Guardsmen test waters of Tigris River on
coveted boat patrol
Stars and Stripes
Saturday, June 4, 2005
TIKRIT, Iraq The instructor leans
toward the steering wheel being gripped by his attentive student and passes on
a few pointers.
Palm it with one hand, Staff Sgt.
Hector Rangel says to Spc. Louis Otten, who is looking over his shoulder as he
begins to back up. Do it slowly. You dont need to gun it.
Rangel, Otten and Spc. Carlos Mayorga, the
other student along for the ride, are members of the 3rd Battalion, 133rd Field
Artillery, 36th Infantry Division of the Texas National Guard.
As the trio skips and splashes its way across
the lake, they and three other soldiers in a second boat know they are darn
lucky to have one of the best gigs in all of Iraq: boat patrol.
Easy strokes, let the motion of the
boat do all the work, Rangel continues as Otten finishes the maneuver.
Yeah, you redeemed yourself.
With the move complete, Mayorga soon takes
his place behind the wheel, and the three go speeding off to make more waves
across a man-made lake on a huge palace compound along the Tigris River in
Not many people can say they were on a
boat in a war zone, says Rangel, a lake patrol officer in Austin,
While the detail offers troops a refreshing
break from the heat and their yearlong tug of war with Iraqi insurgents, there
is a practical side to Rangels Navy, as some call it. The
Army says the Special Boat Squadron offers an extra layer of security for the
42nd Infantry Division headquartered on the compound.
The suspicion is that insurgents sometimes
use the Tigris River and its tributaries to launch mortars or smuggle weapons
River patrols by coalition forces in Iraq
arent something new. Theyre done in and around the port at Umm Qasr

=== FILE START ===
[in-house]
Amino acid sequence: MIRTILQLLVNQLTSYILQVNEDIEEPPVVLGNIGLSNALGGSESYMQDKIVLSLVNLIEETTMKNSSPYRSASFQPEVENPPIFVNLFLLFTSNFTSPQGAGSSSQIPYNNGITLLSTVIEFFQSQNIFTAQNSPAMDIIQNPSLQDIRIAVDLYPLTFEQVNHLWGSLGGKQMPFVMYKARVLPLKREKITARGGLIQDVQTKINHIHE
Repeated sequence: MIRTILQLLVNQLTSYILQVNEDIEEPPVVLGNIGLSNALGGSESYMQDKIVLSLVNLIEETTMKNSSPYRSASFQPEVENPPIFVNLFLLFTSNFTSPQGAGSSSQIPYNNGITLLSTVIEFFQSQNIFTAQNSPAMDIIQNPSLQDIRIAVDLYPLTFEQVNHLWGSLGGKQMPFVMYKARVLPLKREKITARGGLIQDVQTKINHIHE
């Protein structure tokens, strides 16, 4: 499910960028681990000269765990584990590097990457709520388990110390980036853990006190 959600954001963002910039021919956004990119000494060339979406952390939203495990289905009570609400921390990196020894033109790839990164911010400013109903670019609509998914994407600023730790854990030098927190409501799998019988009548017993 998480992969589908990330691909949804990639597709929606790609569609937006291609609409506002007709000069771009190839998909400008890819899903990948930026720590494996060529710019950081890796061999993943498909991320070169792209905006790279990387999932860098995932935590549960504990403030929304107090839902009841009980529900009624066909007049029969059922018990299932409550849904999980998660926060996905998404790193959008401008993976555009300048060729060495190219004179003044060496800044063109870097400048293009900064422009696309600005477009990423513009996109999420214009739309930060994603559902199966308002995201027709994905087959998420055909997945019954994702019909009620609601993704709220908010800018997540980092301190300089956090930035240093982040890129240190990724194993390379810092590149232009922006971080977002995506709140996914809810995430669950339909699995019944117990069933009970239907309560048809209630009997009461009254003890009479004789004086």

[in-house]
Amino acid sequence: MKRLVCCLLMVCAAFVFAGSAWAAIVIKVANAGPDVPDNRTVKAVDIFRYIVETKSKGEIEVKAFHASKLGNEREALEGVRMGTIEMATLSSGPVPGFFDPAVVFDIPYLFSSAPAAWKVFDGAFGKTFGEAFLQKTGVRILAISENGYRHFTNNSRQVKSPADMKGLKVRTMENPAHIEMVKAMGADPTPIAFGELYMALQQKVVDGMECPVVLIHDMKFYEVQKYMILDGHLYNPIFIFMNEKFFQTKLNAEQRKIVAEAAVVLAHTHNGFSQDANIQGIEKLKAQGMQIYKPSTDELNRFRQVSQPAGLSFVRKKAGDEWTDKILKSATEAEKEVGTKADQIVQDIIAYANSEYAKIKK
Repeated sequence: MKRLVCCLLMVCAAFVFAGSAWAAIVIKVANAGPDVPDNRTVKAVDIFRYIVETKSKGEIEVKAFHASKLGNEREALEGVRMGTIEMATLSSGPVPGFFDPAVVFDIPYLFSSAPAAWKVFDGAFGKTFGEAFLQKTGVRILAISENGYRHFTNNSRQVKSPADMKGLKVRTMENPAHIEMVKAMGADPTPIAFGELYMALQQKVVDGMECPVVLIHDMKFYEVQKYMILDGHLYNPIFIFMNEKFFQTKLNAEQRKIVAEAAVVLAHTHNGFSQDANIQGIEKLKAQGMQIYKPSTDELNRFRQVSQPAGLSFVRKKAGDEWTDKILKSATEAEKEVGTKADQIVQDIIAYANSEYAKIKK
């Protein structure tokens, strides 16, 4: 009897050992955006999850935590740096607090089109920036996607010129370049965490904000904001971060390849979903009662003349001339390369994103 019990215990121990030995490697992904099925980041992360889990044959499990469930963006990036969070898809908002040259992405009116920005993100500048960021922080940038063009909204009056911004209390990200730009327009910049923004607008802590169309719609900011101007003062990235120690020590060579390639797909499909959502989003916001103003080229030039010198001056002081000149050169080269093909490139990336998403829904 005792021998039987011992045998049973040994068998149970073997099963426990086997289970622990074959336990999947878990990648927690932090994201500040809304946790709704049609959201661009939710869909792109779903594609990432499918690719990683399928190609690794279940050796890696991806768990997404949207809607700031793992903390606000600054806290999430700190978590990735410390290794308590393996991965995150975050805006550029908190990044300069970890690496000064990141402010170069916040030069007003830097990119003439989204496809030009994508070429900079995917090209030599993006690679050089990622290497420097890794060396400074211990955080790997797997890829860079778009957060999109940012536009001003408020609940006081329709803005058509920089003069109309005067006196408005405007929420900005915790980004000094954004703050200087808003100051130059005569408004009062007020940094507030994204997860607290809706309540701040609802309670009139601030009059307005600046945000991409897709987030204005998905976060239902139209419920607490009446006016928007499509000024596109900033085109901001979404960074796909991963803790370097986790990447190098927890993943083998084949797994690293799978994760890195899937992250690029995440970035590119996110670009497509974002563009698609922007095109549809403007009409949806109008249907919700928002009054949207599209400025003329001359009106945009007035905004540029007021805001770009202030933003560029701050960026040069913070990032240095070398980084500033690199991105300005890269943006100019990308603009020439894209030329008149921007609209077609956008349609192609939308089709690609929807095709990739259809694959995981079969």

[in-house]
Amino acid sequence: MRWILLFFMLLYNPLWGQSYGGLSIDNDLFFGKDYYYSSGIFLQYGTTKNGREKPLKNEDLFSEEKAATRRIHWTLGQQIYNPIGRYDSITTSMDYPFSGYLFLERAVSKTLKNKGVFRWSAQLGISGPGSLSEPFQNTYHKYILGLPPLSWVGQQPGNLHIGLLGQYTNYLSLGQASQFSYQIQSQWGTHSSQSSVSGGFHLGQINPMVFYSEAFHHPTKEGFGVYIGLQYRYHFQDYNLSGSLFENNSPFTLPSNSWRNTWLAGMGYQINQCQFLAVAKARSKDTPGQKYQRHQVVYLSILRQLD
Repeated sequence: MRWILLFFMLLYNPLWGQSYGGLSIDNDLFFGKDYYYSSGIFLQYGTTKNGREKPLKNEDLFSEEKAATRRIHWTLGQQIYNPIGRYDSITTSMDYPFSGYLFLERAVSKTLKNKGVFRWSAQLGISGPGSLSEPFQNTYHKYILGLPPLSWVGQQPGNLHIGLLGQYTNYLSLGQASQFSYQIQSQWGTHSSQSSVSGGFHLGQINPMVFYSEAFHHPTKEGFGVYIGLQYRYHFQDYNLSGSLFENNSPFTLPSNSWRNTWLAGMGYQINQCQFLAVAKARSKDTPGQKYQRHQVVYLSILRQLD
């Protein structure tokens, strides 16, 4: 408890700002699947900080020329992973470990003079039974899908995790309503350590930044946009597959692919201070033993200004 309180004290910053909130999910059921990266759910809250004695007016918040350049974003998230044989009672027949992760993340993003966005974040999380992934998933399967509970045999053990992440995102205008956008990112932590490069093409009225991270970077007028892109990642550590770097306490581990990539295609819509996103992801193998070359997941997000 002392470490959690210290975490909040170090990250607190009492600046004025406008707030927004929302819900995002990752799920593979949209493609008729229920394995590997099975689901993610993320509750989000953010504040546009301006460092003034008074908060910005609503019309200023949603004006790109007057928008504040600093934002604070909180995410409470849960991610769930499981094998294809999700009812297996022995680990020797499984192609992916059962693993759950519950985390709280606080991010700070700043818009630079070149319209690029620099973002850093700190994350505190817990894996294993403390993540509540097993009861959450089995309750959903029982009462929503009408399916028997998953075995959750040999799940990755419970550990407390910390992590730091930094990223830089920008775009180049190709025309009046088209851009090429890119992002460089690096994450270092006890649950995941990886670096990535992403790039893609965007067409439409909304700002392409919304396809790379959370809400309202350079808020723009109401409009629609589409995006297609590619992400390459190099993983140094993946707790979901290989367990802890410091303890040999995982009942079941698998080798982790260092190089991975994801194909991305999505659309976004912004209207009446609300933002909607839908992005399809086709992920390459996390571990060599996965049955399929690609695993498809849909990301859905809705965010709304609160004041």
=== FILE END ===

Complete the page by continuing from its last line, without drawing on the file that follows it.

and along the Euphrates River by a Marine small-craft company, among
Rangel is the perfect person to head the
effort along the Tigris because he does basically the same thing minus
the heavy machine gun for the Austin Park Police. For the past couple of
weeks, hes been tutoring the others in the basics of boating and water
I told my wife I got my feet wet
again, Rangel says. When we got these boats, I was the happiest
person in Iraq.
The fleet consists of four, 28-foot-long
vessels powered by dual 115-horsepower engines. Painted an odd camouflage
green, they nonetheless give the Army a resourceful way to shore up its palace
defense and chase down any waterborne threats that might be lurking.
Well light em up,
Members of a field artillery unit, Otten and
Mayorga are accustom to launching projectiles. But the pair of boat novices has
a blast whenever they launch their yet-unnamed craft into the watery sector
they now patrol.
I just might buy a boat when I get
home, Mayorga says. My wife asked me, Do you know how to
drive a boat? I said, No, but Im learning.
The plan is to keep the current team together
for several weeks before giving another group of soldiers a shot at the
They all want to be on the boats,
says Spc. Jeremy Seal, who was on a second boat with Staff Sgt. Joe Flores and
Spc. Gabriel Cunnion. A lot of guys want to be on the boat crew. We got
(click for close-up)